The defense budget will be declining by an average of $52 billion per year between fiscal years 2013 and 2017. Even though Congress has not acted on the president’s budget request, let’s assume lawmakers agree to most of the elements — although the consensus is that changes to military retiree medical benefits don’t stand a remote chance of being enacted as proposed. But if the budget is passed as is, and if sequester is enacted in January, another $500 billion to $600 billion will be deducted from the 10-year budget.
It would be welcome news if Congress and the White House struck a grand deal to make sequester go away. But where will the money be found to “buy down” sequester? And which accounts are likely to become the bill payers?
Recent studies by the Center for Strategic and International Studies offer some clues. The data shows that spending continues to climb even as active duty strength declines. Also, that the base budget is projected to be flat from 2012 out to 2017 in constant dollars with OCO (overseas contingency operations) funding being undefined for every year except 2013, which is $89 billion. The services, especially the Army, need the OCO funding to repair and replace equipment for about three years beyond the end of combat operations, so this uncertainty is troubling.
Interestingly, procurement from 2012 to 2017 grows by 16 percent. All other accounts are flat except research and development, which declines by 11 percent.
There are many variables in the budget equation: Expiring tax cuts, the debt ceiling increase, sequestration, the Pentagon’s opposition to further cuts, the president’s refusal to repeal of sequestration without offsetting with tax increases, and the large national concern with the debt and large deficits.
Finally the CSIS numbers show that the procurement share of 2013 budget is 18 percent but shouldered 38 percent of cuts, while personnel accounts make up 24 percent of the 2013 budget, but suffered only 12 percent of the reductions. Operations and maintenance are 44 percent of the budget and contributed just 35 percent of cuts. If another deal is advanced, one might conclude that personnel and O&M might be the next targets. Or even procurement, which grew by 16 percent from 2012 to 2017.
By service, the Army loses the most (53 percent) while the Navy gives the least (7 percent). This is in line with the new strategy that “pivots to the Pacific” but is not supported by the shipbuilding program. Capital ship numbers and carrier battle groups are endangered by this thin shipbuilding program.
Recently the Government Accountability Office released its “Assessment of Selected Weapons Programs.” GAO looked at 96 major defense acquisitions that are valued at $1.58 trillion. It documents a 2011 program growth of $74.4 billion as a result of inefficient production, quantity changes and R&D growth. The F-35 Joint Strike Fighter has the most growth by far of any program. The problems are attributed to production inefficiencies, quantity changes and soaring R&D cost.
Most programs carry technology design and production risks. Although there are some improvements in competitive prototyping, competition, systems engineering and systems reviews, buying power continues to decline as costs climb and quantities decline. Just 10 programs contribute 55 percent of the cost increases and one, F-35, contains 21 percent of the growth. The programs analyzed are the smallest number since 2004. The obvious conclusion is that the number of programs is down and their cost is up.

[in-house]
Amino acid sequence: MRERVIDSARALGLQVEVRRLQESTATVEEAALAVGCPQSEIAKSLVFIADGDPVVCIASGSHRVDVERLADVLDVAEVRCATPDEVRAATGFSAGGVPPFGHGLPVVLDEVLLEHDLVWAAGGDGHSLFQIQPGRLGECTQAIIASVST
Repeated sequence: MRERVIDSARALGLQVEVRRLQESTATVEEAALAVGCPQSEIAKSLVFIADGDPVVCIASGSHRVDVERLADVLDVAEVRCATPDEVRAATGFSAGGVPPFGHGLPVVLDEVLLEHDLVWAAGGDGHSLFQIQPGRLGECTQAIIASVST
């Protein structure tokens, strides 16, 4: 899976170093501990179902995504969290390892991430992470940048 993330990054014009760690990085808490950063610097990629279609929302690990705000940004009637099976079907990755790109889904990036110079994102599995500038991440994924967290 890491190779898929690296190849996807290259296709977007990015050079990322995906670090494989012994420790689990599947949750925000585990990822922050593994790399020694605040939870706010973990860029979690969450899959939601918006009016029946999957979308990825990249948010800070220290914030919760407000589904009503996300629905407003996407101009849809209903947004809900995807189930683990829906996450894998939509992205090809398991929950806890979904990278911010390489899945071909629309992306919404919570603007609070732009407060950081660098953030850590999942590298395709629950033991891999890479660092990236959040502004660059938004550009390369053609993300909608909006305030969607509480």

How did we get away from an acquisition system where the Air Force’s F-15 and F-16 fighters flew only four years after program start? And where the F-16 price per unit came down in real terms in successive years. There was a time when programs were delivered on schedule and on or below cost. Those two aircraft, to be sure, were delivered before the Goldwater-Nichols Act of 1986. The programs in the GAO assessment are post Goldwater-Nichols.
Goldwater-Nichols was spot-on with respect to the need for joint-service integration at the combatant commands. But its impact on the acquisition system has been mostly unsatisfactory.
The acquisition reforms of Goldwater-Nichols took the service chiefs and senior military officers out of the acquisition process. The chief, who oversees budgets and requirements, is not responsible for program performance.
The three elements of program success are budget, requirements and actual performance. They need to be traded off carefully. There needs to be a balance among budget, requirements and program performance. There needs to be a healthy tension between the acquirers and the requirement community, the war fighters. Only one person with cognizance over all three can effectively balance all three. The person to oversee and enforce that balance and that healthy tension is the chief of the service. Only the chief is uniquely positioned to referee between the acquisition community and the customers in the field. And only the chief is uniquely positioned to judge the tradeoffs between budget, requirements and program performance.
Perhaps it is time to go back to the future by doing things the way we did them in the past, when the chiefs and the military leadership were deeply involved in all aspects of equipping the service — in requirements, in budgeting for equipping and training, and in supervising and balancing he acquisition process.
We need a more efficient and responsive system. Let’s get back to a process that judiciously balances requirement demands and realistic program performance. Let’s go back to the military being deeply involved in acquisition, with the service leader being the “balancer-in-chief” between budget, requirements and program delivery. Let’s get back to the future.
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